Biosimilar Adalimumab, Exemptia, Has Limited Efficacy in Treating Ulcerative Colitis

Kelly Davio

Researchers found that the biosimilar offered only limited efficacy when used for induction of remission in patients with moderate to severe ulcerative colitis that was refractory to treatment with steroids.

A retrospective, observational study, newly published in Intestinal Research, reports the first real-world experience with India’s first available biosimilar adalimumab, Exemptia (made by Zydus Cadila), in patients with ulcerative colitis (UC). The researchers found that the biosimilar offered only limited efficacy when used for induction of remission in patients with moderate to severe UC that was refractory to treatment with steroids.

In India, the use of biologic drugs has been limited by the high cost of treatment; the availability of a biosimilar adalimumab, referencing Humira, has expanded access to treatment. However, few data on the safety and efficacy of Exemptia have been available thus far, and concerns about the acquisition or reactivation of tuberculosis in patients in developing countries, like India, have persisted.

The research team sought to evaluate the treatment outcomes of patients receiving the biosimilar adalimumab for moderate to severe UC. The study, conducted between June 2015 and December 2016, included 29 patients who each received a total of 5 subcutaneous injections of Exemptia (160 mg at week 0, 80 mg at week 2, and 40 mg every other week from week 4 to week 8).

After induction with Exemptia, patients received maintenance azathioprine, and patients’ corticosteroids were tapered over a period of 2 to 3 months. Clinical response (a decrease in total Mayo score of at least 3 points or more than 30% from baseline, plus a decrease in rectal bleeding score by at least 1 point and an absolute rectal bleeding score of 0 or 1) and clinical remission (a total Mayo score of 2 points or less, with no individual score above 1 point) were determined at week 8.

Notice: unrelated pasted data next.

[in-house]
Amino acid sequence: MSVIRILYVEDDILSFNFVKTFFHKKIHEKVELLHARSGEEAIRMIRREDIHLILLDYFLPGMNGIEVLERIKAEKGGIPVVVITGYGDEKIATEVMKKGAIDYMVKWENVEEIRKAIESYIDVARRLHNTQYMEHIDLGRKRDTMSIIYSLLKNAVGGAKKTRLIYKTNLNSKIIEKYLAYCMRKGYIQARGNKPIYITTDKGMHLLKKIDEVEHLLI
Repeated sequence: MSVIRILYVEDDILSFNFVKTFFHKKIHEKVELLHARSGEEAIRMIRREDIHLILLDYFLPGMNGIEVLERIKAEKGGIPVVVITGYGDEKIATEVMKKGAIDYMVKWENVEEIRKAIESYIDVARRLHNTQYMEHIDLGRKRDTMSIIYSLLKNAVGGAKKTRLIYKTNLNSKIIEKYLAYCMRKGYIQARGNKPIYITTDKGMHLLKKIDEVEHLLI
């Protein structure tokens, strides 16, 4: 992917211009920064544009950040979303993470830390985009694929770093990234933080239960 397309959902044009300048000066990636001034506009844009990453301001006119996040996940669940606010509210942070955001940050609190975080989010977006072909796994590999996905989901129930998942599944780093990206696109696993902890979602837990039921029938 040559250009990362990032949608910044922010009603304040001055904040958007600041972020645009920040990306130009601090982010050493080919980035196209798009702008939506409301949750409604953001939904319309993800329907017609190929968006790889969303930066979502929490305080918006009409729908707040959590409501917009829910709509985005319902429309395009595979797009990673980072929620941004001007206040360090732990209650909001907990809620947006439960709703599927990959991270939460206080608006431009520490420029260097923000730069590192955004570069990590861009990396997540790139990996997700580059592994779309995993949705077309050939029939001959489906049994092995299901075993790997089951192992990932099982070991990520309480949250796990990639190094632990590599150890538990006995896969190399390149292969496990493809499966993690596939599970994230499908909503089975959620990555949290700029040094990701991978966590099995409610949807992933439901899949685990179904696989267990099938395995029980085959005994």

At week 8, 7 patients (24.1%) showed a clinical response, and 1 patient (3.5%) had achieved clinical remission. The 8 responders were maintained on azathioprine. Among the 21 non-responding patients, 4 required colectomies, 1 patient died, and 1 patient was lost to follow-up.

Adverse events were noted in 4 patients: 2 patients had pulmonary tuberculosis, and 2 had tubercular pericardial effusion (1 of whom also had cardiac arrhythmia). Mild injection-site reactions occurred in 2 patients.

The authors conclude that Exemptia had only limited efficacy when used for induction of remission in patients with moderate to severe steroid-refractory UC. Furthermore, the authors note, “In developing countries such as India, where 40% of the population is exposed to tuberculosis (a majority of whom have latent tuberculosis), biologicals and biosimilars should be prescribed with caution.” Large, multi-center trials will be required to allow for a more robust examination of the role of the biosimilar adalimumab in the management of UC.

Reference

Midha V, Mahajan R, Mehta V, et al. Efficacy and safety of the adalimumab biosimilar Exemptia as induction therapy in moderate-to-severe ulcerative colitis. Intestinal Research. 2018;16:83-89. http://dx.doi.org/10.5217/ir.2018.16.1.83. Published January 30, 2018. Accessed February 13, 2018.